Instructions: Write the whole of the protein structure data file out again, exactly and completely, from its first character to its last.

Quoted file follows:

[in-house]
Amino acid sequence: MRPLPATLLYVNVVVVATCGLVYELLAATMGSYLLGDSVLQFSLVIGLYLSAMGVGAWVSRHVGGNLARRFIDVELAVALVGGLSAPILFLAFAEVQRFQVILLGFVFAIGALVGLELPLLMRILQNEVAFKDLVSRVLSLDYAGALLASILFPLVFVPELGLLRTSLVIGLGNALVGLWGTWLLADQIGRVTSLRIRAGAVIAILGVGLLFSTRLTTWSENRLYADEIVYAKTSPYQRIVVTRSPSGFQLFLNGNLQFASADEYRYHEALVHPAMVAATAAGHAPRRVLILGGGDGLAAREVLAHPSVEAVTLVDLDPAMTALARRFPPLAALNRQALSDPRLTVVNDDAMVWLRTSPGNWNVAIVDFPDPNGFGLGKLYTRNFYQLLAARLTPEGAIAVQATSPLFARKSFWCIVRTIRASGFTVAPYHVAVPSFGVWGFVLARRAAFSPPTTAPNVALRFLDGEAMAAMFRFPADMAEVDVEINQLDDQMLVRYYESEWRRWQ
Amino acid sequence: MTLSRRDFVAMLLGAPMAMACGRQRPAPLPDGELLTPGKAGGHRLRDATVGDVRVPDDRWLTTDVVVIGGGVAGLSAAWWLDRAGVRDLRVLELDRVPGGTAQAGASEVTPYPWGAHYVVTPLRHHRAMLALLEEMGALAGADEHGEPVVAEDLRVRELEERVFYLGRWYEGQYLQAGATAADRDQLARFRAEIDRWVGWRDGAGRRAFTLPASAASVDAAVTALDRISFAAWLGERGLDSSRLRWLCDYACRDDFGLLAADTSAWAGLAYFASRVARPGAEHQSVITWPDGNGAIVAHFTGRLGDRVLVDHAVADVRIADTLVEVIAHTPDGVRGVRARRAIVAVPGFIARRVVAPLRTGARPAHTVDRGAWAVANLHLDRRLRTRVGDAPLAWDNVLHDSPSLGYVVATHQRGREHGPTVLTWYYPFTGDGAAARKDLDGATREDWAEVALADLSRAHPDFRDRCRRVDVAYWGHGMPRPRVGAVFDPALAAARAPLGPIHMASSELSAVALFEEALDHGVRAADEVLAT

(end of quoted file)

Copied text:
[in-house]
Amino acid sequence: MRPLPATLLYVNVVVVATCGLVYELLAATMGSYLLGDSVLQFSLVIGLYLSAMGVGAWVSRHVGGNLARRFIDVELAVALVGGLSAPILFLAFAEVQRFQVILLGFVFAIGALVGLELPLLMRILQNEVAFKDLVSRVLSLDYAGALLASILFPLVFVPELGLLRTSLVIGLGNALVGLWGTWLLADQIGRVTSLRIRAGAVIAILGVGLLFSTRLTTWSENRLYADEIVYAKTSPYQRIVVTRSPSGFQLFLNGNLQFASADEYRYHEALVHPAMVAATAAGHAPRRVLILGGGDGLAAREVLAHPSVEAVTLVDLDPAMTALARRFPPLAALNRQALSDPRLTVVNDDAMVWLRTSPGNWNVAIVDFPDPNGFGLGKLYTRNFYQLLAARLTPEGAIAVQATSPLFARKSFWCIVRTIRASGFTVAPYHVAVPSFGVWGFVLARRAAFSPPTTAPNVALRFLDGEAMAAMFRFPADMAEVDVEINQLDDQMLVRYYESEWRRWQ
Amino acid sequence: MTLSRRDFVAMLLGAPMAMACGRQRPAPLPDGELLTPGKAGGHRLRDATVGDVRVPDDRWLTTDVVVIGGGVAGLSAAWWLDRAGVRDLRVLELDRVPGGTAQAGASEVTPYPWGAHYVVTPLRHHRAMLALLEEMGALAGADEHGEPVVAEDLRVRELEERVFYLGRWYEGQYLQAGATAADRDQLARFRAEIDRWVGWRDGAGRRAFTLPASAASVDAAVTALDRISFAAWLGERGLDSSRLRWLCDYACRDDFGLLAADTSAWAGLAYFASRVARPGAEHQSVITWPDGNGAIVAHFTGRLGDRVLVDHAVADVRIADTLVEVIAHTPDGVRGVRARRAIVAVPGFIARRVVAPLRTGARPAHTVDRGAWAVANLHLDRRLRTRVGDAPLAWDNVLHDSPSLGYVVATHQRGREHGPTVLTWYYPFTGDGAAARKDLDGATREDWAEVALADLSRAHPDFRDRCRRVDVAYWGHGMPRPRVGAVFDPALAAARAPLGPIHMASSELSAVALFEEALDHGVRAADEVLAT